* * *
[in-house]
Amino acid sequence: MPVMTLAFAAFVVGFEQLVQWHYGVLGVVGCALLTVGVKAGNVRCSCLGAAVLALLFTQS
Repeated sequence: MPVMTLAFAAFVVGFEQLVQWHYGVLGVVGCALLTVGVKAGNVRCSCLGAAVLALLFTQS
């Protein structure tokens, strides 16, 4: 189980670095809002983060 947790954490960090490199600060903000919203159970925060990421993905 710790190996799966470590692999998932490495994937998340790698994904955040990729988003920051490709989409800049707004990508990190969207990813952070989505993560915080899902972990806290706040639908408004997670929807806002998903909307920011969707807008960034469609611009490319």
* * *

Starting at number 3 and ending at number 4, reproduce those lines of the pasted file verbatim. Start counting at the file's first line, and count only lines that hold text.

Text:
Repeated sequence: MPVMTLAFAAFVVGFEQLVQWHYGVLGVVGCALLTVGVKAGNVRCSCLGAAVLALLFTQS
């Protein structure tokens, strides 16, 4: 189980670095809002983060 947790954490960090490199600060903000919203159970925060990421993905 710790190996799966470590692999998932490495994937998340790698994904955040990729988003920051490709989409800049707004990508990190969207990813952070989505993560915080899902972990806290706040639908408004997670929807806002998903909307920011969707807008960034469609611009490319």